Ed. note: Gradenfreude is a new series chronicling a recent law school graduate’s life after attending an unranked school. Feel free to email the author at TristanTaylorThomas@gmail.com, and he’ll respond ASAP. After all, it’s not like he has anything better to do.

Whoever said, “No news is good news,” obviously wasn’t dealing with trying to find a legal job in this economy. I really wish that there was anything remotely resembling news to report on my legal aspirations, but the only thing that I’ve accomplished is mastering drinking my worries away.

This experience has made me realize that when you’re constantly trying to get something that you really want, but not having success, it’s easy to begin to doubt yourself and your abilities. Then, as a result, it’s possible that you may lower your expectations because the fear of failure takes over. But what can be really interesting is how the little things in life can change your expectations.

I’ve always been a superstitious person, and along with that, I believe that the world often gives you signs. Okay, I bet you think that sounds dumb. Well, what makes it worse is that I take my signs from fortune cookies. Before going to law school, I got a fortune cookie that said, “You are about to begin a prosperous business venture.” CHA-CHING!!! What else could you possibly need to know before taking on colossal debt?

A fortune cookie would never steer me wrong, would it?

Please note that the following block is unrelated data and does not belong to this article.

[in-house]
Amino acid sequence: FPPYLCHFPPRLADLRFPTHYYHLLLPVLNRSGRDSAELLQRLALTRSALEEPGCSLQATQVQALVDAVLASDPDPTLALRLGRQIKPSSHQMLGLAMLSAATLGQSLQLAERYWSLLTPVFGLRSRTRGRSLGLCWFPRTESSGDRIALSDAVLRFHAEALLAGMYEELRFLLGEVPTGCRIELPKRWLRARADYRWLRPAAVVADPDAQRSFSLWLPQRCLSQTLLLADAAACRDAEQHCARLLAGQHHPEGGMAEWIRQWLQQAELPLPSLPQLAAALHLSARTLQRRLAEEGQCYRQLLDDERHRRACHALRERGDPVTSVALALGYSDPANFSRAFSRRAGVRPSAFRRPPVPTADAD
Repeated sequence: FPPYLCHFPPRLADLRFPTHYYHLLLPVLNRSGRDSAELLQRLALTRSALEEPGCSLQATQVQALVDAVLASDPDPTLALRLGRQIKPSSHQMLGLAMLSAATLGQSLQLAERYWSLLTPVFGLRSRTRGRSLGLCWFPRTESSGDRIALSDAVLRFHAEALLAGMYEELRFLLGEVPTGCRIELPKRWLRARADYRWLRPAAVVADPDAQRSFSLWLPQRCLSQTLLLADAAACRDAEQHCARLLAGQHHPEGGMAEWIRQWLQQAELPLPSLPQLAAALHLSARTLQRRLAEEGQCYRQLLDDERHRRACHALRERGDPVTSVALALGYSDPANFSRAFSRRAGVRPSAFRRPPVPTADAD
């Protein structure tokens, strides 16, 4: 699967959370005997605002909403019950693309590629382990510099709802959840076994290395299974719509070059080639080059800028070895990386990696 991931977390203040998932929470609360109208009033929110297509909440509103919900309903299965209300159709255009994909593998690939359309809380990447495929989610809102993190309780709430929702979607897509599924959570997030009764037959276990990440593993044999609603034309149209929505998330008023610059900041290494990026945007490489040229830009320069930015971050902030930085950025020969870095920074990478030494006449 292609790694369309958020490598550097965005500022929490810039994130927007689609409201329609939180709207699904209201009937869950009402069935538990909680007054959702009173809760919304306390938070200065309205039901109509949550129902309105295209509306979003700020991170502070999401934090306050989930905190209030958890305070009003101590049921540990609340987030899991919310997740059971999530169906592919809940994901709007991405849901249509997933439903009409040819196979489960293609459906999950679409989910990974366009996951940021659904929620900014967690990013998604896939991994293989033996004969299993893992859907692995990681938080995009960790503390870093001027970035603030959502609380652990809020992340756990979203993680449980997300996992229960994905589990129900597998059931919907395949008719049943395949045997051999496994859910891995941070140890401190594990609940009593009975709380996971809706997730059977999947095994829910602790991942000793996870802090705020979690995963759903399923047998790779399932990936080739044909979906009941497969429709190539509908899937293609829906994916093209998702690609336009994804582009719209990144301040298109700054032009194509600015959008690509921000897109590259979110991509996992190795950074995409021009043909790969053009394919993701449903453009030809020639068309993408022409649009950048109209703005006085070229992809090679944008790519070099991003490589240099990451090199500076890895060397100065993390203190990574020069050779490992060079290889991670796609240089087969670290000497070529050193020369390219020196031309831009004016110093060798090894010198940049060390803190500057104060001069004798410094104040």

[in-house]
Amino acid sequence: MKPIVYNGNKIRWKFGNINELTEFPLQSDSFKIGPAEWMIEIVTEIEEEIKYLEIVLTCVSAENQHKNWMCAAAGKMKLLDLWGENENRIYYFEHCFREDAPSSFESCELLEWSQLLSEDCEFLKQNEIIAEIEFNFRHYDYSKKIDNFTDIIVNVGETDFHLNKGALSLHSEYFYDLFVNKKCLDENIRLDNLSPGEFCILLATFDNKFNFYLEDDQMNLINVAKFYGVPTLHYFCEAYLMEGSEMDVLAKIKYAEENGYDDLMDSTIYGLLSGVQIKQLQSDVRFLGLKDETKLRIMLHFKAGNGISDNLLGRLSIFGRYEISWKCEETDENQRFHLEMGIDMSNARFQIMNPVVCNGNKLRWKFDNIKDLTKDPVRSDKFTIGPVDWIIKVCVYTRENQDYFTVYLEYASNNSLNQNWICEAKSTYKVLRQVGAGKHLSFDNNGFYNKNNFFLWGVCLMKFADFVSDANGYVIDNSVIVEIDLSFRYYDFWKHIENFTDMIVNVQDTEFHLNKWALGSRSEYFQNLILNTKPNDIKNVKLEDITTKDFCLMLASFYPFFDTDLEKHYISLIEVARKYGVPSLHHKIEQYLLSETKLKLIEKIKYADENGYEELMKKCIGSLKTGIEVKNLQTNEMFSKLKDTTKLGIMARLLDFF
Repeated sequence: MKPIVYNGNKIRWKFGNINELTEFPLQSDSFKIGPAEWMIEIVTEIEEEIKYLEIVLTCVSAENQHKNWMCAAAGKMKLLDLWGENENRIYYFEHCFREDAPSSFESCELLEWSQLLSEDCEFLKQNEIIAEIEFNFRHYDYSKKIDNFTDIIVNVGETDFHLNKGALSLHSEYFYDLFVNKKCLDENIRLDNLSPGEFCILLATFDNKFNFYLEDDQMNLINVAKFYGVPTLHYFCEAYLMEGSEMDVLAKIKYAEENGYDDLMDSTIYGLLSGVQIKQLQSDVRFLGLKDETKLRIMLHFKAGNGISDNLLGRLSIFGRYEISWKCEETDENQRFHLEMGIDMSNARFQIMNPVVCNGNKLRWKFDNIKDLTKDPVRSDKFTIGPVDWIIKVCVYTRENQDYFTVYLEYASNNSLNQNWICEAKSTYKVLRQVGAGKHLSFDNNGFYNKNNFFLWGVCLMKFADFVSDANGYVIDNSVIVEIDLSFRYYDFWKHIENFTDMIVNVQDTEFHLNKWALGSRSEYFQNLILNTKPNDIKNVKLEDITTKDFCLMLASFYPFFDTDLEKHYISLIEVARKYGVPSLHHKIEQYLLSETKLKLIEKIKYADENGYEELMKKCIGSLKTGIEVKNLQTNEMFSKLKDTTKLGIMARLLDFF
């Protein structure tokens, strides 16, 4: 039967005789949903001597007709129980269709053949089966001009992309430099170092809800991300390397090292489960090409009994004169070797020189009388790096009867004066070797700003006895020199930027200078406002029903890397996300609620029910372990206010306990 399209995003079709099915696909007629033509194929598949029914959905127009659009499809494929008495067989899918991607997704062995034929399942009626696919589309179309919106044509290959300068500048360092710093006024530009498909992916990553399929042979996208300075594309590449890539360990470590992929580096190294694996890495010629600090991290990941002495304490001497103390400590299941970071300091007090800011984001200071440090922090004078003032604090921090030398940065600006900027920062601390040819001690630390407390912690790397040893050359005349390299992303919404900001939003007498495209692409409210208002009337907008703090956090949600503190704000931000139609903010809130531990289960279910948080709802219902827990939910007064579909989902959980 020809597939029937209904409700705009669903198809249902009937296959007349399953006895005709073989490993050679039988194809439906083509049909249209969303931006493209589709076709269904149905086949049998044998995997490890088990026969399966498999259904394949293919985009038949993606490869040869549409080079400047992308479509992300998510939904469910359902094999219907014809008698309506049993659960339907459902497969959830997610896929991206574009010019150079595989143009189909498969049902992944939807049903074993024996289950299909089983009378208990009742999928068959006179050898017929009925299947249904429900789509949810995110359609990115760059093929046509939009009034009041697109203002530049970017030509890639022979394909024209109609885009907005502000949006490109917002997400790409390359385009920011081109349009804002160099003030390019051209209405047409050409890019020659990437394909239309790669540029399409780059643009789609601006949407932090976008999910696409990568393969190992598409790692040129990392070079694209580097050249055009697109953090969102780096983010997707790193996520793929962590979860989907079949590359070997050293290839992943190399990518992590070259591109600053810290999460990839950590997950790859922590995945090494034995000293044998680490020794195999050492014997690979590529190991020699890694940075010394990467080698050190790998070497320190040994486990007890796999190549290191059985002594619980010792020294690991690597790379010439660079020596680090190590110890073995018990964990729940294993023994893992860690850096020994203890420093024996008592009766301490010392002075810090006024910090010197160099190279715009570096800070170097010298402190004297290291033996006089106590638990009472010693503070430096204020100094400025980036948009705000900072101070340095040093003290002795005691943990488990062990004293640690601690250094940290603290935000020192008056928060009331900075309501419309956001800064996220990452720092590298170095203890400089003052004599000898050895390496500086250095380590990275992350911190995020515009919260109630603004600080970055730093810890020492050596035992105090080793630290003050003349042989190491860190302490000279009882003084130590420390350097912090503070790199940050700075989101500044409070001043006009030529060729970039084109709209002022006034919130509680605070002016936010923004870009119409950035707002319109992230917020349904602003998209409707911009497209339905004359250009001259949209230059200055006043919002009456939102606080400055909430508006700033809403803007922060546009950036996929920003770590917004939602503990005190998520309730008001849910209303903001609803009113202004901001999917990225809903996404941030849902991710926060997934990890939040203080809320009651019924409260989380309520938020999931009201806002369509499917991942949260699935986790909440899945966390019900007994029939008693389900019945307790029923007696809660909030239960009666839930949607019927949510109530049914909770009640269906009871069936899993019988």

Anyway, nothing beats a little bit of encouragement before heading off to three years of self-inflicted torture. So I went to law school, and you know where the story goes from there. During school, I still thought for sure that my fortune was going to come true, at least at some point in my life. And then I began stocking shelves to pay my bills. With my confidence at an all-time low, I had given up on my hopes of having the fortune actually become accurate.

But the other day at my crappy job, I ordered Chinese food with some of my coworkers, and my faith in that little after-dinner treat was restored. After eating my meal, I decided to crack open the cookie and got a glimmer of hope when it read, “What is temporary has to be temporary. Don’t let it last longer than a year.” Now, while that may be more of a command or guidance than a fortune, it was just the pick-me-up that I needed at the time. I took this to be a sign that I will be able to find something better for myself in the next year. I just need to be ready when it comes along.

With this new fortune, I had a new outlook and a renewed spirit. That little, somewhat crappy excuse for a dessert, gave me the faith — or better yet, encouragement — to make something of myself one way or another. I would continue to scour the internet for jobs. I would continue to pimp myself out to anyone that I have any connection to that may be able to help me land a job doing something that requires me to use some portion of my brain on a daily basis. I would ensure that both of my fortunes came true.

But how often do you read (or want to read) anything uplifting on Above the Law? When I was making good on my commitment this past weekend, I got hungry, but was too lazy to make anything myself, and too poor to order anything that actually has any nutritional value. So, using my trusty coupons, I ordered Chinese food again. This time, my fortune said, “You are in over your head. It’s time to seek professional help.”

… F**K MY LIFE!


When not writing about life after law school for Above the Law, Tristan Taylor Thomas (not his real name) works at a retail job stocking shelves — which he admits is slightly better than being a shoeshiner. You can reach him by email at TristanTaylorThomas@gmail.com.


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